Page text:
An extract on #slaufen
National Rail services in the Borough are operated by Southern, Southeastern and Thameslink.
Denmark Hill (also part of London Overground)
Peckham Rye (also part of London Overground)
Queens Road Peckham (also part of London Overground)
In 2012 it was revealed that the Southwark borough council has been permanently banned from accessing information from the Driver and Vehicle Licensing Agency. This information is normally made available to local authorities for purposes such as enforcing parking fines, but access can be withdrawn if they are found to be mis-using the service. The Big Brother Watch organisation, which obtained the information about the ban under a Freedom of Information request, claimed that "the public are right to be worried that their privacy is at risk across a range of government services."
Burgess Park, (including trees at New Church Road)
Long Meadow a.k.a. Belle Meadow
Peckham Rye Park
Russia Dock Woodland
Sydenham Hill Wood
Geraldine Mary Harmsworth Park, Lambeth Road, SE1. This park houses the Imperial War Museum although the Museum only owns the land directly in front of it, and the remainder is a public park.
Newington Gardens ( Previously Horsemonger Jail Park. To locals Jail Park )
The district was a natural oak forest until development began in the 19th century, and before the arrival of the Crystal Palace was known as Sydenham Hill. The Norwood Ridge and an historic oak tree were used to mark parish boundaries. The area is represented by three parliamentary constituencies, four London Assembly constituencies and fourteen local councillors. After the Crystal Palace burned down in 1936, the site of the building and its grounds became Crystal Palace Park, location of the National Sports Centre, containing an athletics track, stadium and other sports facilities. Crystal Palace Park has also been the setting for a number of concerts and films, including scenes from The Italian Job and The Pleasure Garden. Two television transmitter masts make the district a landmark location, visible from many parts of Greater London. Local landmarks include the Crystal Palace Triangle, a shopping district made up of three streets forming a triangle; Westow Park, a smaller park that lies off the triangle to the south west of Crystal Palace Park; and the Stambourne Woodland Walk.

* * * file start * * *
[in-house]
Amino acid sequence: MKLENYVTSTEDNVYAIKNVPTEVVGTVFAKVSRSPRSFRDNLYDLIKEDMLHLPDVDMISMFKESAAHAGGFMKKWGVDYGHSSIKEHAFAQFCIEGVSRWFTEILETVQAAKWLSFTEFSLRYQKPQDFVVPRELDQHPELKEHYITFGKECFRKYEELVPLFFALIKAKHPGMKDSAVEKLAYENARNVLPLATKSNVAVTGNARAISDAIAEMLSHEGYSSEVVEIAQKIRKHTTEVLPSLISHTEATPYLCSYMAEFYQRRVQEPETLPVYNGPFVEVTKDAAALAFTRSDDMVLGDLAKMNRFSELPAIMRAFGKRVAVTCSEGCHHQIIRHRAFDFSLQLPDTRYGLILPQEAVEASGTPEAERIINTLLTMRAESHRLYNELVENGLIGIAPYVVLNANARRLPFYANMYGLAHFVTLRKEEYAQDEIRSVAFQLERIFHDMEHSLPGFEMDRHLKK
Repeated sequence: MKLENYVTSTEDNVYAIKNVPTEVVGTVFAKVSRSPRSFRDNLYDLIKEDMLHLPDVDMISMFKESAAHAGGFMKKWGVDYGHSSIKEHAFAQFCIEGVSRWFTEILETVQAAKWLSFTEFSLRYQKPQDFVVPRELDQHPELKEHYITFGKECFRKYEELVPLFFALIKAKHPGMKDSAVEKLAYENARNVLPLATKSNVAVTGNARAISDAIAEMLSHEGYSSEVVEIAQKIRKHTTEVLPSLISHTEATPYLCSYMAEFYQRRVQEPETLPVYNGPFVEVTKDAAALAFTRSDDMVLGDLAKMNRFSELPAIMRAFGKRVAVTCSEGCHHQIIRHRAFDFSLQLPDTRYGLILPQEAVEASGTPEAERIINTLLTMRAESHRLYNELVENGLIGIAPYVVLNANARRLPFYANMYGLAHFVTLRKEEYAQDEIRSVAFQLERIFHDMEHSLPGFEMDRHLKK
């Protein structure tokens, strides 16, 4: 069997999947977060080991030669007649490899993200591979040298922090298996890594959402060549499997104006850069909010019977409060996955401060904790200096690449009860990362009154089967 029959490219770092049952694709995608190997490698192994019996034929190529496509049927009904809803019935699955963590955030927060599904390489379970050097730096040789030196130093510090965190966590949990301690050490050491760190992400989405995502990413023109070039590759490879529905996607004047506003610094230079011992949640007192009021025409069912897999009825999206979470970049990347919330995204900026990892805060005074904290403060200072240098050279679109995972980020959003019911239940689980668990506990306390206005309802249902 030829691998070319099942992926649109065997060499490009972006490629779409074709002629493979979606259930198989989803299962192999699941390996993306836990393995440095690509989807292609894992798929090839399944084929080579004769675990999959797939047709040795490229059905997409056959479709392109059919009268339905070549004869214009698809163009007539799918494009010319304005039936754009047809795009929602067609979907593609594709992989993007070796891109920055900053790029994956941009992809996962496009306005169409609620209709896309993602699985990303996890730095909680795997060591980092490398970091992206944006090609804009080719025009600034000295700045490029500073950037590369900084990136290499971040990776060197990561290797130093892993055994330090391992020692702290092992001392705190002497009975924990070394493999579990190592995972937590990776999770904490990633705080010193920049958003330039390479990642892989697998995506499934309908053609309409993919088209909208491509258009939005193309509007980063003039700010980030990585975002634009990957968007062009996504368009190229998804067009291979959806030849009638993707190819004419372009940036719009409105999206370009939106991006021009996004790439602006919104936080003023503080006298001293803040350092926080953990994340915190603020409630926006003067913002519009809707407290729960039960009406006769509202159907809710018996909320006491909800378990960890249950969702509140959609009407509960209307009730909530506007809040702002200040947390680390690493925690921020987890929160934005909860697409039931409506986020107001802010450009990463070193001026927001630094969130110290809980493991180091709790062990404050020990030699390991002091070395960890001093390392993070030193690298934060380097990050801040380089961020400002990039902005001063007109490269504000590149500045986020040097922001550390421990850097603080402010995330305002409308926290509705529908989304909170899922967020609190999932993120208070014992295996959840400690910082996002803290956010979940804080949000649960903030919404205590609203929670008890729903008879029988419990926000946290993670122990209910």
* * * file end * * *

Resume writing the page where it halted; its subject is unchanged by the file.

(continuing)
A pneumatic railway was briefly trialled in the area in 1864. Once the railways had arrived, Crystal Palace was eventually served by two railway stations, the high level and low level stations, built to handle the volume of passengers visiting the Crystal Palace. After the palace was destroyed by fire, and with railway travel declining, passenger numbers fell and the high level station was closed in 1954 and demolished 7 years later. Rail services gradually declined, and for a period in the 1960s and 1970s there were plans to construct an urban motorway through the area as part of the London Ringways plan. With rising passenger numbers, additional London Overground services began stopping at the station and a major station redevelopment in 2012 led to proposals to extend the Croydon Tramlink service to the railway and bus stations. In 2016, Crystal Palace was named as one of the best places to live in London.